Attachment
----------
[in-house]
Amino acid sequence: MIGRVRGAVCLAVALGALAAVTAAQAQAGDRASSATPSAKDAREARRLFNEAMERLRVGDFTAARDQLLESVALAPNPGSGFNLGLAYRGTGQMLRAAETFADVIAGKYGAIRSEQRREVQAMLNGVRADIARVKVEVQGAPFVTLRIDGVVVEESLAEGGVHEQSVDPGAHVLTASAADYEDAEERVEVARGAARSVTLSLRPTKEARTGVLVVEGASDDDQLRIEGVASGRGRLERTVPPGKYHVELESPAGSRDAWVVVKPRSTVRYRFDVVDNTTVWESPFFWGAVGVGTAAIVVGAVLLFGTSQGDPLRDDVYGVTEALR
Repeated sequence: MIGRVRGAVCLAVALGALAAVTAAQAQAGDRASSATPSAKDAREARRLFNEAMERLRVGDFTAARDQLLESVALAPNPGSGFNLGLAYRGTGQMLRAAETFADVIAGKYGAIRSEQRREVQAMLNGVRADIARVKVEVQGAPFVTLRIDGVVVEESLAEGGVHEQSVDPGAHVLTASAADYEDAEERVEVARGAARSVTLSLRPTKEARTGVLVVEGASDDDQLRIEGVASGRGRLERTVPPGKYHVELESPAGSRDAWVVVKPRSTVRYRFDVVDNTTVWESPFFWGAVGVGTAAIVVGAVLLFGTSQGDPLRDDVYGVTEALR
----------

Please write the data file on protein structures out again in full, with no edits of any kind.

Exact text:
[in-house]
Amino acid sequence: MIGRVRGAVCLAVALGALAAVTAAQAQAGDRASSATPSAKDAREARRLFNEAMERLRVGDFTAARDQLLESVALAPNPGSGFNLGLAYRGTGQMLRAAETFADVIAGKYGAIRSEQRREVQAMLNGVRADIARVKVEVQGAPFVTLRIDGVVVEESLAEGGVHEQSVDPGAHVLTASAADYEDAEERVEVARGAARSVTLSLRPTKEARTGVLVVEGASDDDQLRIEGVASGRGRLERTVPPGKYHVELESPAGSRDAWVVVKPRSTVRYRFDVVDNTTVWESPFFWGAVGVGTAAIVVGAVLLFGTSQGDPLRDDVYGVTEALR
Repeated sequence: MIGRVRGAVCLAVALGALAAVTAAQAQAGDRASSATPSAKDAREARRLFNEAMERLRVGDFTAARDQLLESVALAPNPGSGFNLGLAYRGTGQMLRAAETFADVIAGKYGAIRSEQRREVQAMLNGVRADIARVKVEVQGAPFVTLRIDGVVVEESLAEGGVHEQSVDPGAHVLTASAADYEDAEERVEVARGAARSVTLSLRPTKEARTGVLVVEGASDDDQLRIEGVASGRGRLERTVPPGKYHVELESPAGSRDAWVVVKPRSTVRYRFDVVDNTTVWESPFFWGAVGVGTAAIVVGAVLLFGTSQGDPLRDDVYGVTEALR